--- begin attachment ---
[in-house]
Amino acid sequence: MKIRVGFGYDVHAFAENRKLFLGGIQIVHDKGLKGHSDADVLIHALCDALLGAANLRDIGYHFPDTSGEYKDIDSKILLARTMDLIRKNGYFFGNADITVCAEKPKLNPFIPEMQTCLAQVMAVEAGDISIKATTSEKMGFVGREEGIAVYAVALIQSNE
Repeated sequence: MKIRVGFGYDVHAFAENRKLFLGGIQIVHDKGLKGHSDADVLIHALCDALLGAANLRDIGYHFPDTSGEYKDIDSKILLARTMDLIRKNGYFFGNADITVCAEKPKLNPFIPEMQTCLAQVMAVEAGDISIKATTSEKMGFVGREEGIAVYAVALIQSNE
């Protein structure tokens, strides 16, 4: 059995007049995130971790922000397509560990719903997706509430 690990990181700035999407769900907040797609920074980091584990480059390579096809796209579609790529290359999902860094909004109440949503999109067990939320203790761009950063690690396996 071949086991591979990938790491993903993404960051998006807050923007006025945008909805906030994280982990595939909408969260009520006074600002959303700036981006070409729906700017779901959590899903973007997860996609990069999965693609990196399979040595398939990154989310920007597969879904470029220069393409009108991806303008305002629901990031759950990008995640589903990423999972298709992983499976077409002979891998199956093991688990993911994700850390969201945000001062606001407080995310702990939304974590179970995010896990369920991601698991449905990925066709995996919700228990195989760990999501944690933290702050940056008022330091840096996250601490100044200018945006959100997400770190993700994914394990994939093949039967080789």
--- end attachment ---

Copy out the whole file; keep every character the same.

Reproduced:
[in-house]
Amino acid sequence: MKIRVGFGYDVHAFAENRKLFLGGIQIVHDKGLKGHSDADVLIHALCDALLGAANLRDIGYHFPDTSGEYKDIDSKILLARTMDLIRKNGYFFGNADITVCAEKPKLNPFIPEMQTCLAQVMAVEAGDISIKATTSEKMGFVGREEGIAVYAVALIQSNE
Repeated sequence: MKIRVGFGYDVHAFAENRKLFLGGIQIVHDKGLKGHSDADVLIHALCDALLGAANLRDIGYHFPDTSGEYKDIDSKILLARTMDLIRKNGYFFGNADITVCAEKPKLNPFIPEMQTCLAQVMAVEAGDISIKATTSEKMGFVGREEGIAVYAVALIQSNE
């Protein structure tokens, strides 16, 4: 059995007049995130971790922000397509560990719903997706509430 690990990181700035999407769900907040797609920074980091584990480059390579096809796209579609790529290359999902860094909004109440949503999109067990939320203790761009950063690690396996 071949086991591979990938790491993903993404960051998006807050923007006025945008909805906030994280982990595939909408969260009520006074600002959303700036981006070409729906700017779901959590899903973007997860996609990069999965693609990196399979040595398939990154989310920007597969879904470029220069393409009108991806303008305002629901990031759950990008995640589903990423999972298709992983499976077409002979891998199956093991688990993911994700850390969201945000001062606001407080995310702990939304974590179970995010896990369920991601698991449905990925066709995996919700228990195989760990999501944690933290702050940056008022330091840096996250601490100044200018945006959100997400770190993700994914394990994939093949039967080789």